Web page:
In the middle of an election campaign, Liberal Democrats don’t have time to read books. But keep an eye out for reviews, and extracts, of The Strange Death of Europe: Immigration, Identity, Islam, by Douglas Murray, which was published on May 4th by Bloomsbury. The Sunday Times gave us a full-page extract last weekend, indicating the Murdoch press’s approval of its author and his arguments. His opening sentence states that ‘Europe is committing suicide’: from loss of will, decline of Christian values (he calls it ‘existential civilizational tiredness’), lost commitment to reproduce enough children, and above all …

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Events of the week highlight the courage and clarity of Tim Farron’s stance

It’s been quite a week in British politics. The Tory conference and the UKIP self-combustion serve to crystallise a distinct change. A sea change, if you like.

We heard Amber Rudd saying companies will have to register “foreign” employees (next step getting them to wear badges?) and Theresa May hard Brexiting.

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The Tories’ populist agenda seeks to silence the voices of reason

The Conservative Party conference has opened the floodgates to a torrent of populist policies aimed firmly at what Theresa May calls ‘ordinary working-class people’. The NHS is to become self-sufficient in British doctors. British firms will come under increasing pressure to hire British workers. Our military will ‘opt out’ of the European Convention on Human Rights.

The hard-working people of Britain, says Theresa May, will no longer be ignored by ‘the powerful and the privileged’. And she rails against those who see their patriotism as ‘distasteful’ and call their fears about immigration ‘parochial’.

The message is clear: If you’re working hard to make ends meet, the Tories are the party for you.

I have to admit that it’s a clever strategy. This pro-British, anti-foreigner approach appeals to the many people who feel that previous governments have left them behind, while also being a sort of political catnip to Tory stalwarts. And it cleverly taps into the popular sentiment underlying the Brexit vote, without needing to refer explicitly to the shambles that is the Government’s Brexit policy.

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LibLink: Willie Rennie: The Conservatives are fanning the flames of xenophobia

Willie Rennie writes in the Times that the Tories are throwing petrol on the fires of prejudice unleashed by the Leave campaign during the EU Referendum.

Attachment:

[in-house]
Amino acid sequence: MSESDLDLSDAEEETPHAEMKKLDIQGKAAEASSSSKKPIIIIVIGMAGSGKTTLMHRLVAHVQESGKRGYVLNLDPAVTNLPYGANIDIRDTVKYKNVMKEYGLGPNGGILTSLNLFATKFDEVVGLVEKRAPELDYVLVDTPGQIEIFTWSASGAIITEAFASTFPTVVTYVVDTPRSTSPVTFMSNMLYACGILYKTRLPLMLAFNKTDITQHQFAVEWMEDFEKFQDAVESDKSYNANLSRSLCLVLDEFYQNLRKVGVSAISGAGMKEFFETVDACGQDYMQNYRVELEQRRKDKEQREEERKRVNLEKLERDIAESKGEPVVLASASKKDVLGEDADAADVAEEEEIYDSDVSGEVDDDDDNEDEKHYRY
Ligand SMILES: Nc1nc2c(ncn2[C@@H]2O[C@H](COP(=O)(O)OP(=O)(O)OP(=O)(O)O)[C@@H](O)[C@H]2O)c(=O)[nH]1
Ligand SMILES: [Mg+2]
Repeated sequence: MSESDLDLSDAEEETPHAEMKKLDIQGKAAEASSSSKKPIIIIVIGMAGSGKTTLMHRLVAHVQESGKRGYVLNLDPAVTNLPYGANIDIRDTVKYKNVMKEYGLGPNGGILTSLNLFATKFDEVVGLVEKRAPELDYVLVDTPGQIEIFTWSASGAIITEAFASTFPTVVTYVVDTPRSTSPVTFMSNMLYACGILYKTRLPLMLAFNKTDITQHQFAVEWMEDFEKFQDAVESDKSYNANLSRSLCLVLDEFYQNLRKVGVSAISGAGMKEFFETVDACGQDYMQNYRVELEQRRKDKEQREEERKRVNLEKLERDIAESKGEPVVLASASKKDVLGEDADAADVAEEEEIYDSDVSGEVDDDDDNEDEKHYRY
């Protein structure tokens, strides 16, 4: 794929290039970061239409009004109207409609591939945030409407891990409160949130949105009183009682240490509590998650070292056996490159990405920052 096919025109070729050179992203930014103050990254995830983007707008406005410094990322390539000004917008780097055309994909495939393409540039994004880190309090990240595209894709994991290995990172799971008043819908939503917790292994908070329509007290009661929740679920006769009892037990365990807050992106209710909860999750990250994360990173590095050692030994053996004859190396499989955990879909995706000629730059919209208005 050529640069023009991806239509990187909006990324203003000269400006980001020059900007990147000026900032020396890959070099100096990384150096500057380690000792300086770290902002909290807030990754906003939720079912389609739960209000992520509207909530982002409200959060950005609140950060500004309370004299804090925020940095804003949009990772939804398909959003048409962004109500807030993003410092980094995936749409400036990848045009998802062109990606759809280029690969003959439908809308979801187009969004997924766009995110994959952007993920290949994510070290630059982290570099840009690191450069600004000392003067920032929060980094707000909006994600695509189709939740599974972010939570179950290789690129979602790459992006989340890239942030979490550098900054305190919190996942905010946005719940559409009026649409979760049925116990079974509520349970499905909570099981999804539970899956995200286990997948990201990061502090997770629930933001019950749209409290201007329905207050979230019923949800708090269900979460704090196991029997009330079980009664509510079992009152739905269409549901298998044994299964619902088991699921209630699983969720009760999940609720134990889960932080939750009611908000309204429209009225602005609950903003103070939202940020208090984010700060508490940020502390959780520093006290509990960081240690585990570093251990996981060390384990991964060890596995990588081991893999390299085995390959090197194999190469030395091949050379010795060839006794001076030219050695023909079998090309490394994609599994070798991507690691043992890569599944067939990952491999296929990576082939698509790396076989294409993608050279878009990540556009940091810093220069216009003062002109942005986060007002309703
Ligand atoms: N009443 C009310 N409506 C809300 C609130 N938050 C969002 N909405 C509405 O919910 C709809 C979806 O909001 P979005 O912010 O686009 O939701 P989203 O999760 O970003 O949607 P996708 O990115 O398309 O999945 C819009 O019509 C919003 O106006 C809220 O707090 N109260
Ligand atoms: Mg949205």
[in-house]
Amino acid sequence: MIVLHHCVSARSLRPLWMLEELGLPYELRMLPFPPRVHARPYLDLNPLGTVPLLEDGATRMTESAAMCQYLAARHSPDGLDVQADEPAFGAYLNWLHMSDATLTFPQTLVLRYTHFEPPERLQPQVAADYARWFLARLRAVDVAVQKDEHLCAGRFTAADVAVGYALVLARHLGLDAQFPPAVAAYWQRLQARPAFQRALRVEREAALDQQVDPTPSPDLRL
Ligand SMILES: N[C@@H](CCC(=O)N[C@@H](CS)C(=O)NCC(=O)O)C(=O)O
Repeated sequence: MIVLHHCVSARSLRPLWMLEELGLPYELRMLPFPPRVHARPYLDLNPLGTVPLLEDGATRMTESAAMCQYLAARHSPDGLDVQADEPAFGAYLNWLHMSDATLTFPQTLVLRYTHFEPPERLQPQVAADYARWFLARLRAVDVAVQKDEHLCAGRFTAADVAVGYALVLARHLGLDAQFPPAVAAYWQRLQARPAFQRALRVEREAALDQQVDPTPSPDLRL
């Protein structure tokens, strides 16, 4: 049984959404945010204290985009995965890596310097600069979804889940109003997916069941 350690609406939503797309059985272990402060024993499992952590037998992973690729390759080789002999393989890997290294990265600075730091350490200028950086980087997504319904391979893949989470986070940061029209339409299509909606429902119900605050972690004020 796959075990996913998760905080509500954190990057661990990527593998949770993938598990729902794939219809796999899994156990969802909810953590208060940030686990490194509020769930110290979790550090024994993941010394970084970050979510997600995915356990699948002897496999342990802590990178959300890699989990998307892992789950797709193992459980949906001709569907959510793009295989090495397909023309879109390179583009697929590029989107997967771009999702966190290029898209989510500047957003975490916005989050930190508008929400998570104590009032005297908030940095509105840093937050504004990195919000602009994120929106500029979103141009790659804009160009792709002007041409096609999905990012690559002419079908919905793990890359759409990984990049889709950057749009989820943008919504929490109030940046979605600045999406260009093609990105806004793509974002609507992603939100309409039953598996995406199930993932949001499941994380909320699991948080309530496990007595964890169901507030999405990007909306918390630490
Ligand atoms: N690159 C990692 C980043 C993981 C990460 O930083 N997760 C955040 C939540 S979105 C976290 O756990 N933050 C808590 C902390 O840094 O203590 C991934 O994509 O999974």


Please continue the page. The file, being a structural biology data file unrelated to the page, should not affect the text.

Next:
Telling doctors from other countries who are here saving lives in our NHS that their position is only secure until we can rush a crop of new graduates through medical school is not responsible. Telling people from other countries who are thinking about moving here to work and pay taxes that their names might be included on a list of foreign workers is not responsible.

If we are publishing lists of foreign workers, we may as well pull up the drawbridge. These policies are not about controlling immigration. They are about demonising immigrants.

The message this sends to foreign students, medical staff, businesses and others is clear. You are not welcome here. As a liberal who has always believed that we can achieve more when we work with those around us, this does not just make me sad. It makes me incredibly angry.

The Scottish Conservatives are just as responsible as their colleagues, he adds:

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William Wallace writes: Could Brexit split the Conservative party?

 

How deeply could Brexit divide the Conservative Party, as the contradictory choices involved in negotiating an alternative relationship with the EU become clearer?

Media focus since the Referendum outcome has been on the widening divisions within the Labour Party.  Press comment has praised the self-discipline of the Conservatives, by contrast, in resolving the issue of leadership so quickly – though in reality it was resolved by the implosion of ‘Leave’ candidates, one after the other, leaving Teresa May in command of the field.  But the divide between practical Eurosceptics and ideological Europhobes is wide, and often bitter.

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Think about Andrea Leadsom’s target audience

Most of the progressive side of social media is frothing in collective disgust at Andrea Leadsom’s comments in today’s Times (£).